neurotech

This shows the rat's brain scans

A rat had basically no brain, but it could still see, hear, smell, and feel

Rat R222 was born with hydrocephalus. Neuroimaging revealed most of its brain had compressed and collapsed as it filled with fluid. However, despite its condition, the animal was still able to see, hear, smell, and feel like other animals. The study sheds new light on neuroplasticity, and the findings could have implications for the development of new machine learning technologies.... Read More...
This shows part of the brain map

Google and Janelia researchers unveil biggest, most detailed map of the fly brain to date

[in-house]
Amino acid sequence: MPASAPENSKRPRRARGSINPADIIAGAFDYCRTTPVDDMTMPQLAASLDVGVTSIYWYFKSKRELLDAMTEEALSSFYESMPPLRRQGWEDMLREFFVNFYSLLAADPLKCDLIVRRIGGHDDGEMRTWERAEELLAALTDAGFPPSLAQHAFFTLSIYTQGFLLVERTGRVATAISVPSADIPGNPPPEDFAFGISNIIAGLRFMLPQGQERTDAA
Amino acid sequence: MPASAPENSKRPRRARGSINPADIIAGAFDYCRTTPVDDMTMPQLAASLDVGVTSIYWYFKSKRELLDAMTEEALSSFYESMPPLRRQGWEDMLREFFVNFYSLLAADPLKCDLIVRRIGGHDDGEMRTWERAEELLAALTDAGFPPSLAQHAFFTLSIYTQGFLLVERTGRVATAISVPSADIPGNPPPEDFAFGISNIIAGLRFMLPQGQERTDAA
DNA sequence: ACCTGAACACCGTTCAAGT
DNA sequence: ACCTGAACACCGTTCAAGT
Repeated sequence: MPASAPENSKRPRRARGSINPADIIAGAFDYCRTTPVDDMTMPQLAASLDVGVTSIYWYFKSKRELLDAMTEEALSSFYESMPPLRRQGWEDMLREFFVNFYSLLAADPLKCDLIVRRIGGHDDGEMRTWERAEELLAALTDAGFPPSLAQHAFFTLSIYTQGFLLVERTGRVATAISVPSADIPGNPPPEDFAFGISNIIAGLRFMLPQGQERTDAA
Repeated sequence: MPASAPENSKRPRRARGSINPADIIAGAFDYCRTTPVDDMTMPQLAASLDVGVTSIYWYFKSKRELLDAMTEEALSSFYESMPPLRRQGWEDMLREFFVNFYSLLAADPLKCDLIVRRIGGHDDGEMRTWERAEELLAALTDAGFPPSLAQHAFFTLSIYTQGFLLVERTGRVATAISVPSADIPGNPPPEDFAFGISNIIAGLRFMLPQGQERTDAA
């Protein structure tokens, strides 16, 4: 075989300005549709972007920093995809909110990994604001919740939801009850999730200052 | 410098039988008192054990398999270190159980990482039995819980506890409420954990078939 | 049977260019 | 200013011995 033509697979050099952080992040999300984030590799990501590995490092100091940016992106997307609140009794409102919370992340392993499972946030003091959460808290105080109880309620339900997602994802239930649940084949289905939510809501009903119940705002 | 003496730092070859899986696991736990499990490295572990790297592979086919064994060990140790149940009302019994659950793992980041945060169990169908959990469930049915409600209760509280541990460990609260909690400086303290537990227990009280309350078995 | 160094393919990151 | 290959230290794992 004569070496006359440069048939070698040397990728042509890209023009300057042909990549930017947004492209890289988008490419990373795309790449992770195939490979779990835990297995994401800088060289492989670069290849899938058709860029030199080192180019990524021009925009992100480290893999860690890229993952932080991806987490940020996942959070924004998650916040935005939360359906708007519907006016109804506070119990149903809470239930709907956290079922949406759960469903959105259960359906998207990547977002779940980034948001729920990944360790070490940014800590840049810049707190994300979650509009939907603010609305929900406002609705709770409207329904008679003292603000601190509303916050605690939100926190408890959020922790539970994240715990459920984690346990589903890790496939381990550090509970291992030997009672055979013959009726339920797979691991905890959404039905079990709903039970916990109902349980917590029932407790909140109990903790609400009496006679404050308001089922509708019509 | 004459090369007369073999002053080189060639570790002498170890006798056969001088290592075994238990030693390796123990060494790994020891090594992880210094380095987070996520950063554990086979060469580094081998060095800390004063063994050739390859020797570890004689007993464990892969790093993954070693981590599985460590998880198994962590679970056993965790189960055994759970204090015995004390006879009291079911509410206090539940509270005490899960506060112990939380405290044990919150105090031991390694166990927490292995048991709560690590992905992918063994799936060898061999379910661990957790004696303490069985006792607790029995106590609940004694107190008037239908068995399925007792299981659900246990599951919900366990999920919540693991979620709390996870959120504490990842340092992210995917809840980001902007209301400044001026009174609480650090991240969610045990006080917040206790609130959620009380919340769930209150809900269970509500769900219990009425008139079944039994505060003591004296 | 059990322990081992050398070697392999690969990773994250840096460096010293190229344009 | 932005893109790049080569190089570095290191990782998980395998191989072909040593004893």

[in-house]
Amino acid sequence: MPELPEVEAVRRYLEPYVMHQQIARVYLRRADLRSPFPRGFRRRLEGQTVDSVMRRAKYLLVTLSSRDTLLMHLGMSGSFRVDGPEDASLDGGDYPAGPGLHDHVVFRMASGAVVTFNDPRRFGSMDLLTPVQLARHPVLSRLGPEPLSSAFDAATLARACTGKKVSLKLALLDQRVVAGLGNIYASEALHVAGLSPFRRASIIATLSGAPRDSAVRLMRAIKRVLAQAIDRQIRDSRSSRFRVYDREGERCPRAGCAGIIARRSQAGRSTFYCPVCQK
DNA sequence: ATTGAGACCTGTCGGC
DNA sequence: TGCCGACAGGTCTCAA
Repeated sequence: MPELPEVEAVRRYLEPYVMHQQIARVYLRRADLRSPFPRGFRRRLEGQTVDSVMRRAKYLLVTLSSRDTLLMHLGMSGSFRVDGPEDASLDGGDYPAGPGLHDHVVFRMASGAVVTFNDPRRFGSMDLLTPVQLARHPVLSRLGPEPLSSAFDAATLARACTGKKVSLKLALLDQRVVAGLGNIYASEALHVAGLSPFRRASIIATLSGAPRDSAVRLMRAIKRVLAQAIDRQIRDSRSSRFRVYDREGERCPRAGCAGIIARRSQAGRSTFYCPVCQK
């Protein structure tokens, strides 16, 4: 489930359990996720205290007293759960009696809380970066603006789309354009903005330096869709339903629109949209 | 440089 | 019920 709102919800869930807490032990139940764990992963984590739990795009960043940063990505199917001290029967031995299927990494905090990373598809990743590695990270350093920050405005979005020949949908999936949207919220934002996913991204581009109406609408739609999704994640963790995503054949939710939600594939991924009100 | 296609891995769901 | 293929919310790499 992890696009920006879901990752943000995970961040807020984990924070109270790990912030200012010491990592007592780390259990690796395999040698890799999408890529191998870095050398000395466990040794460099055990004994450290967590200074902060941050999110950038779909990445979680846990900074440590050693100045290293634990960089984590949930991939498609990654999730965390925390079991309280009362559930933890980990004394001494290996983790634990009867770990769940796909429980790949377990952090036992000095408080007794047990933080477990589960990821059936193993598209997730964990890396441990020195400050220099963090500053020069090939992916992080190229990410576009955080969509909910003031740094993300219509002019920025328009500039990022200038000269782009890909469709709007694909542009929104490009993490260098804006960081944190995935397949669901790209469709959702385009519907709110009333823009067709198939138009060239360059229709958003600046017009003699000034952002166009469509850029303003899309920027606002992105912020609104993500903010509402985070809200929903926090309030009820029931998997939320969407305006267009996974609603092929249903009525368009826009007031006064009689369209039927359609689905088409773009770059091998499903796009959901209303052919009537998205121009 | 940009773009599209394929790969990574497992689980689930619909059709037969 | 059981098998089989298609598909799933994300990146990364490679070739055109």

FlyEM, a team of scientists from Google and the Janelia Research Campus at Howard Hughes Medical Institute, has released the most complete map of the fly brain ever created. The map pinpoints millions of connections between 25,000 neurons. The researchers have made the data free online, along with all of the tools necessary to use it.... Read More...
This shows a sea star on a beach

Findings about sea star locomotion could aid in development of simpler, decentralized systems in robotics

Much of a sea star's locomotion is determined by local sensory-motor response at the tube feet level as opposed to global sensory-motor commands. It appears the nervous system relies on the physics of the interaction between the body and the environment to control movement. The findings will help with the development of new robotic systems that utilize a decentralized component to learn hierarchically.... Read More...